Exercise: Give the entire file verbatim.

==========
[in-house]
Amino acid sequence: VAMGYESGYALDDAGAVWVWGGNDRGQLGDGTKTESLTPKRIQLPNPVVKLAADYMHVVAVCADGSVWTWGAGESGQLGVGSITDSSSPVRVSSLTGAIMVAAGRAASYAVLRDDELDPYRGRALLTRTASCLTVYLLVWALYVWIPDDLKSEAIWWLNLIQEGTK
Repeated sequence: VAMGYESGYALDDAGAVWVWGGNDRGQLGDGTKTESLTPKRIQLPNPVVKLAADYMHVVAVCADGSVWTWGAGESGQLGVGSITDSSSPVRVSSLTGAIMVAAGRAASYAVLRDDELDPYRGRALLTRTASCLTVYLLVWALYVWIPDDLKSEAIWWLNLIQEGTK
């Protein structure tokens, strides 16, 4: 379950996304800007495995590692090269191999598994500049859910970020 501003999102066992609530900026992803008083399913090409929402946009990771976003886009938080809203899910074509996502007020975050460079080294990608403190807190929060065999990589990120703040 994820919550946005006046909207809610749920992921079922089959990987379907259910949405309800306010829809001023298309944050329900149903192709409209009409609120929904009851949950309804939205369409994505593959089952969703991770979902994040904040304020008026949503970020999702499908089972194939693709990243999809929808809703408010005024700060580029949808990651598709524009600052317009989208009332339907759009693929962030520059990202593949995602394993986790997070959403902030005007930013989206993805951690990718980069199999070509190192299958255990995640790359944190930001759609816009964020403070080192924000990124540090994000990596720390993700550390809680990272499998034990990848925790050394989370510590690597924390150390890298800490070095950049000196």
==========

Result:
[in-house]
Amino acid sequence: VAMGYESGYALDDAGAVWVWGGNDRGQLGDGTKTESLTPKRIQLPNPVVKLAADYMHVVAVCADGSVWTWGAGESGQLGVGSITDSSSPVRVSSLTGAIMVAAGRAASYAVLRDDELDPYRGRALLTRTASCLTVYLLVWALYVWIPDDLKSEAIWWLNLIQEGTK
Repeated sequence: VAMGYESGYALDDAGAVWVWGGNDRGQLGDGTKTESLTPKRIQLPNPVVKLAADYMHVVAVCADGSVWTWGAGESGQLGVGSITDSSSPVRVSSLTGAIMVAAGRAASYAVLRDDELDPYRGRALLTRTASCLTVYLLVWALYVWIPDDLKSEAIWWLNLIQEGTK
């Protein structure tokens, strides 16, 4: 379950996304800007495995590692090269191999598994500049859910970020 501003999102066992609530900026992803008083399913090409929402946009990771976003886009938080809203899910074509996502007020975050460079080294990608403190807190929060065999990589990120703040 994820919550946005006046909207809610749920992921079922089959990987379907259910949405309800306010829809001023298309944050329900149903192709409209009409609120929904009851949950309804939205369409994505593959089952969703991770979902994040904040304020008026949503970020999702499908089972194939693709990243999809929808809703408010005024700060580029949808990651598709524009600052317009989208009332339907759009693929962030520059990202593949995602394993986790997070959403902030005007930013989206993805951690990718980069199999070509190192299958255990995640790359944190930001759609816009964020403070080192924000990124540090994000990596720390993700550390809680990272499998034990990848925790050394989370510590690597924390150390890298800490070095950049000196």